Whenever I undertake a project, I ask myself two questions:
- Am I adding value?
- Am I growing or having fun?
My confidence in the answers depends on the stage of the project. I’m usually energized in early project stages, so the answer to question two is often a resounding “YES!”
Towards the project’s later stages, I often feel like I’ve learned what I was going to learn. What’s left to do feels rote, so the final stages can become a slog.
At that point, the answer to question two often becomes, “No, I’m not growing or having fun any more.” This is a dangerous state, as suggested by Peak End theory.
Question one is the opposite: I’m often uncertain about the value I’m providing at the beginning of projects, but my confidence increases as the project goes on.
This is expectable, since there isn’t enough feedback early on to know whether the work is helping. It’s especially evident in personal projects, which I don’t usually share until relatively late in their life. (This is something I’m looking to improve.)
To summarize, I want projects to end on a high note, where value is most evident — but there’s a strong drive in the final stages to move on to new pastures. It’s an issue I’ve struggled with throughout my career. I call it the project engagement dilemma.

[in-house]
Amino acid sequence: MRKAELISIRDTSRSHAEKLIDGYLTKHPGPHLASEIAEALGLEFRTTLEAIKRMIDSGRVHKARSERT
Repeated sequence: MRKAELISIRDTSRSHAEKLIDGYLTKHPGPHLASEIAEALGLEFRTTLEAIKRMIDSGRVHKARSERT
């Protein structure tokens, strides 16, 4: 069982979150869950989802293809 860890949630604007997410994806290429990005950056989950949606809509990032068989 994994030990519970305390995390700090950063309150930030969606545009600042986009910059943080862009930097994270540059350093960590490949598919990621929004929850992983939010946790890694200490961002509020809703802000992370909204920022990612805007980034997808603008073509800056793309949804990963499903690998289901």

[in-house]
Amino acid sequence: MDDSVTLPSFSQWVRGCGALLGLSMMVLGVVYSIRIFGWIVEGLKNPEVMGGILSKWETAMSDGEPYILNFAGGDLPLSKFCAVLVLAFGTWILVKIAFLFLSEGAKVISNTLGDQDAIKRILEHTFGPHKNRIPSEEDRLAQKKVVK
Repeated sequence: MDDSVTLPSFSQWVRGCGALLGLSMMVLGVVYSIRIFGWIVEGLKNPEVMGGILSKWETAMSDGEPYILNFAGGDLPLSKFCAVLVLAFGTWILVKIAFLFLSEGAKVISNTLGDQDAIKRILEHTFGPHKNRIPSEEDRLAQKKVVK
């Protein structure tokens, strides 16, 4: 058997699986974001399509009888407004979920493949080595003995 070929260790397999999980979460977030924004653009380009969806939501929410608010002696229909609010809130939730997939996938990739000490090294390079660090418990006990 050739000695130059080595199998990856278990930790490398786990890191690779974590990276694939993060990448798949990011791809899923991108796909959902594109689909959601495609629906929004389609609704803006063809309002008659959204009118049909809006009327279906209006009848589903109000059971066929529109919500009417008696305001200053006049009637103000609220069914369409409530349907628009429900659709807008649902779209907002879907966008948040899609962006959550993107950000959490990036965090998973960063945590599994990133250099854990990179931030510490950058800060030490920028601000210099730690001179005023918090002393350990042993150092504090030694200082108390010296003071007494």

I haven’t yet figured out how to answer question one in early project stages. I don’t think I can ever be confident about the value I’ve created very early on. But I’ve gotten better about question two.
One trick is to look for new things to learn as the project winds down. For example, I might try a new tool or technique to learn while crafting final deliverables.
Another is to think about delivery itself as a skill to be developed. I have more fun early on because I like dealing with models and abstractions. I feel less engaged when making things concrete, so I know there’s a growth opportunity there.
Yet another is collaborating with people who excel at crossing ts and dotting is. Understanding that engagement can wane towards the end has helped me seek partners who can complement my skills.
Whatever the case, being aware of my level of interest and engagement helps me adjust my energy as the project moves from start to finish. The goal is to maintain equanimity through the project’s lifespan to achieve more even results.
I’m at a point in my career where I don’t feel as anxious about the project engagement dilemma as I once did. I’ve gotten better at keeping focus, energy, and engagement throughout. But it hasn’t come naturally; it’s something I’ve worked to improve.
What about you? Do you grapple with the project engagement dilemma? If so, what are you doing about it?